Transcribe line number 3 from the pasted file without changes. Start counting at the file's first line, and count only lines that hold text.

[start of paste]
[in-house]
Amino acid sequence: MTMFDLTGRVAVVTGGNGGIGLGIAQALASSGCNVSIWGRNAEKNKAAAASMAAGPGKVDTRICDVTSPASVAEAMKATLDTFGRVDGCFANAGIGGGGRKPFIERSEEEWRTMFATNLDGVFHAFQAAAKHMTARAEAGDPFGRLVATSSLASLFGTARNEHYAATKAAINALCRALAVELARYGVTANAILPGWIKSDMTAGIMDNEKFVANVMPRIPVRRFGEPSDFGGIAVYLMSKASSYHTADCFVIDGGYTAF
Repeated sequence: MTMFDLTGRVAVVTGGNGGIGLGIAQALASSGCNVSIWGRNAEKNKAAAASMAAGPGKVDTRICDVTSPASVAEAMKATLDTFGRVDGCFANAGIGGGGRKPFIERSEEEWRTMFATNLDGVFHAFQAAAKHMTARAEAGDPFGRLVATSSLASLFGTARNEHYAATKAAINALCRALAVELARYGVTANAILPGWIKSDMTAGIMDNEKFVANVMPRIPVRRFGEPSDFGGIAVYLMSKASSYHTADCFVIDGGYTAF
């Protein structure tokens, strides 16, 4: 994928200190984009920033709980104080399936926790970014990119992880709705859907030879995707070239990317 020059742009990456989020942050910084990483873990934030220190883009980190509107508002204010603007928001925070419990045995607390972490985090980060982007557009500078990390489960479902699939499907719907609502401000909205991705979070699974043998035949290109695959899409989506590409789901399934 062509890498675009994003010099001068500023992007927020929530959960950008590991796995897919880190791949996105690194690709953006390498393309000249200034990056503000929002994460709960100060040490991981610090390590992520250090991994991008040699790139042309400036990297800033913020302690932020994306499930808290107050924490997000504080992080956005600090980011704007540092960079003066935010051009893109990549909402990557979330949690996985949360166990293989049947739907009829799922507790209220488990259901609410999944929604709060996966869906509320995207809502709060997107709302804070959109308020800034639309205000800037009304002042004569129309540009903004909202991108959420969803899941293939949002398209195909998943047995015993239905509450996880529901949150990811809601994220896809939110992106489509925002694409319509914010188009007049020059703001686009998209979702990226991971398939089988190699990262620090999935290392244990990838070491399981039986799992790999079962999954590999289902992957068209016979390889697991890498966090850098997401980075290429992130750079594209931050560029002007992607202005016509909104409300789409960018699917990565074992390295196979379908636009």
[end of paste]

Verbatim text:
Repeated sequence: MTMFDLTGRVAVVTGGNGGIGLGIAQALASSGCNVSIWGRNAEKNKAAAASMAAGPGKVDTRICDVTSPASVAEAMKATLDTFGRVDGCFANAGIGGGGRKPFIERSEEEWRTMFATNLDGVFHAFQAAAKHMTARAEAGDPFGRLVATSSLASLFGTARNEHYAATKAAINALCRALAVELARYGVTANAILPGWIKSDMTAGIMDNEKFVANVMPRIPVRRFGEPSDFGGIAVYLMSKASSYHTADCFVIDGGYTAF